I am friends with Lison’s sister. As today is the 42 anniversary of her unsolved murder, we should honour her.
17-year-old Lison Blais’ body was found by a stranger, Rudolf Pacesa, on June 04, 1978, in the alley behind her home, where she lived with her parents, at 4685 Christophe Colomb Street in Montréal. She was almost fully naked had been sexually assaulted with an object, hit in the head by a brick, and had strangulation marks on her neck. Her clothes and purse were not found.
She had been out with friends at le Bar Chez Philippe on St-Laurent boulevard in Montreal. She left the bar around 3:25am.
Blais’ murder was one of the most under-reported of that era, which makes this editorial from Le Devoir in the fall of 1978 all the more interesting. It’s written by Pierre Godin and the journaliste Micheline Lachance in reaction to an article Renee Rowan had written celebrating 10 years of activism of the feminist movement in Montreal. Rowan had been a fixture at Le Devoir, working along side male journalists in what at that time would have been considered a man’s profession.
Le Devoir was (is?) the most conservative of Quebec newspapers. Unlike the tabloids, Journal de Montreal or Allo Police, they would never stoop to report on crime and murder, and Godin and Lachance take Rowan to task for this:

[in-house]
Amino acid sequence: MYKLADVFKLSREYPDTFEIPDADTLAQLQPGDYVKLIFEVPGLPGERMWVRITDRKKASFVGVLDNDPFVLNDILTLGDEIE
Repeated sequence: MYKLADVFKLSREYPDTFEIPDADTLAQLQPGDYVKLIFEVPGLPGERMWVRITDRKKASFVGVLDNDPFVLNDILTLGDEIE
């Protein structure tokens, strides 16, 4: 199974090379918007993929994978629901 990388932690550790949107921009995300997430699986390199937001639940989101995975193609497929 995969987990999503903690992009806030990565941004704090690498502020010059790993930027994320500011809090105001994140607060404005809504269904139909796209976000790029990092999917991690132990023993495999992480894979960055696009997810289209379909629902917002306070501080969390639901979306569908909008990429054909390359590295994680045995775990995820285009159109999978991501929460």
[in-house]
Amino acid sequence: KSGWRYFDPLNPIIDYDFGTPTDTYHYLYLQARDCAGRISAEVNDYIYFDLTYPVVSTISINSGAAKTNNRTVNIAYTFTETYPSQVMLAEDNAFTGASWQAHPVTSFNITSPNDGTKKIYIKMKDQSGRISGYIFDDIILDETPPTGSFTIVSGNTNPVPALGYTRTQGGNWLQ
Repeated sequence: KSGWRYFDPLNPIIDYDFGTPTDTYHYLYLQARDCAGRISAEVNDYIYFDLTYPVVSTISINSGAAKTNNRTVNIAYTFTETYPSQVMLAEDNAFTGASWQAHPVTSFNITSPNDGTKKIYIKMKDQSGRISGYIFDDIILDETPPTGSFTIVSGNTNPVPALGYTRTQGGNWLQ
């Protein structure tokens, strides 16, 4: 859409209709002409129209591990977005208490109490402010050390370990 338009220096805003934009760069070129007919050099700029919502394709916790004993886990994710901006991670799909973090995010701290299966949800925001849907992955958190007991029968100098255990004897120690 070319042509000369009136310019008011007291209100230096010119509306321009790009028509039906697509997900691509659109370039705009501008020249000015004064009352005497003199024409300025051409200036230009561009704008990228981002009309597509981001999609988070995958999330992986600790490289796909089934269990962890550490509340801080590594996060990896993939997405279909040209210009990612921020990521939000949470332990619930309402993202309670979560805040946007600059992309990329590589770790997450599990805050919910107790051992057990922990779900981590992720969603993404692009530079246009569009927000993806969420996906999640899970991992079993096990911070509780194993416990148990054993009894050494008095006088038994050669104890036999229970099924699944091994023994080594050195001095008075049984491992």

“No doubt for you, Ms. Rowan, is it yellow or sensationalism to spread out in the public square the fate sometimes reserved for 15-year-old girls (17), like Lison Blais, who are raped and whose heads are smashed in the middle of the street? Your newspaper, madam, would not have stooped to mention such a news item.”
This speaks to the record that Le Devoir rarely reported female homicide related to domestic or sexual violence. They were too busy writing about high-minded notions of Quebec sovereigntism and nationalism. But it wasn’t just Le Devoir. As stated, Lison Blais’ 1978 death was one of the most under-reported murders of that era, as the appetite for such lurid stories slowly faded into the 1980s.
Also, as the story was written in September of 1978, and Godin and Lachance choose to single out a murder that occurred three months earlier, this speaks to the fact that it was a relatively quiet summer for murder in Montreal. The year before was a blood bath.